Flags and celebrations have been on the agenda since the Chinese Communist Party celebrated its 100th anniversary on July 1. Many have identified this incident as part of the motivation behind the recent run-down to cryptocurrencies, as high-profile holidays prompted executives to empty their jurisdictions. so that social problems do not distract from the festivities. A strong and unified financial system is certainly one of the areas that is usually looked at in advance of these major events.

The good news for R & D-sensitive members of the public is that regulation has become lax in the wake of these events, so that the real economy can restore a healthier balance with a strong rule of law. Many in the industry hope to give them more room to innovate, especially hard-hit stock exchanges and miners. Rumors are spreading about the possibility of establishing an organized mining community, so that the government can take taxes, regulate and even participate in mining. These rumors may be more based on optimism than reality, but they will certainly make sense to those wondering why China’s leadership is allowing a burgeoning industry to reach out to Western powers in the midst of an escalating technology war.

Tension that flames the flames
In the last days until July 1, the pressure on them in the crypto room seems to have intensified. The Global Times, the English-language section of the People’s Daily magazine, published an article entitled “Bitcoin can only exist underground.” In an article written by a researcher at Renmin University and Peking University of Foreign Studies, it was predicted that illegal speculative activity would be gradually eliminated from China, and then the price would plummet. Business and finance magazine Caixin published a scathing editorial on June 28, recommending the use of the same force that the country has used to fight pandemics to fight cryptocurrency. This seems overwhelming considering how serious the government is in responding to COVID-19. However, leading local blockchain media groups were the latest losers as the microblogging platform Weibo blocked popular BlockBeats and Chainnews accounts.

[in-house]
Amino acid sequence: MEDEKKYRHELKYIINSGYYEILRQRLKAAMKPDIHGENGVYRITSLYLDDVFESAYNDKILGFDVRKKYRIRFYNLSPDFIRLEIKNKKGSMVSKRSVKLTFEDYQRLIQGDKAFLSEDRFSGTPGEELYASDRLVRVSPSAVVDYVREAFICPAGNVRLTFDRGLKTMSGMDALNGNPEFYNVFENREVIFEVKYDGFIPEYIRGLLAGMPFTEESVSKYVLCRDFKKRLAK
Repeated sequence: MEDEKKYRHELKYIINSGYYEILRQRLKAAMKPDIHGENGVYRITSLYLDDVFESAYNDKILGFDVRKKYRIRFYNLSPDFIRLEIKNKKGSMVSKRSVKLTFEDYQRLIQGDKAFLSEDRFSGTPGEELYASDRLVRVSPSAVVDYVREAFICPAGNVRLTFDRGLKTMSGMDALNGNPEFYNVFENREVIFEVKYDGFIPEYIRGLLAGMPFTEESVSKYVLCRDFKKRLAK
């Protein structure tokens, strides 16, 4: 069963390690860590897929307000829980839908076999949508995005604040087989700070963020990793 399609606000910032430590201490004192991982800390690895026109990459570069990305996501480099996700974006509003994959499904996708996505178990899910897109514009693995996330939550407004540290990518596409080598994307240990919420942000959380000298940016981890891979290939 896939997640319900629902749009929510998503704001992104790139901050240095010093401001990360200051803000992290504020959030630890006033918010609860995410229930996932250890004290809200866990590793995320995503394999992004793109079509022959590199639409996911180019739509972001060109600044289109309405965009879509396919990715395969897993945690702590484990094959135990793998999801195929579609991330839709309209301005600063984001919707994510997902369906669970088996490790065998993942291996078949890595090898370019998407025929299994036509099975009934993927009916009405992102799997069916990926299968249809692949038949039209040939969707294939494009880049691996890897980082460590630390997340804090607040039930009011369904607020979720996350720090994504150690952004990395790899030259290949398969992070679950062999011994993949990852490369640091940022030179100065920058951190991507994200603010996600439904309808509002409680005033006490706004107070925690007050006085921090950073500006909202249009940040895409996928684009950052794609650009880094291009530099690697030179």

Regulators have long
Leading stock exchange Huobi updated the user agreement on June 28 to exclude Chinese users from access to futures trading. This comes on the heels of a number of international restrictions on derivatives, as Ontario regulators in Canada as well as the United Kingdom have taken strict action against Binance. Futures trading is popular in China, and any prolonged Huobi ban is likely to lead to an influx of Chinese users to other countries. Offshore exchanges such as Binance and decentralized protocols will be most useful.

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Small hydropower plants represent a potential alternative for cryptocurrency miners who want to work wisely. Alibaba’s secondary market app in Xianyu has reportedly seen an increase in hydropower plants after several large mining companies, former customers, were forced to close their facilities.

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According to an article in the Cointelegraph, Beijing Metro began accepting electronic payments in RMB on June 30. The pilot program is only available to customers of the Industrial and Commercial Bank of China, one of the largest asset banks. The Beijing Subway serves over 10 million people daily, most of whom use QR codes or NFC tags in their mobile phones to get in and out of stations. Suzhou, a neighbor of Shanghai, announced a similar program on June 29.

Source: CoinTelegraph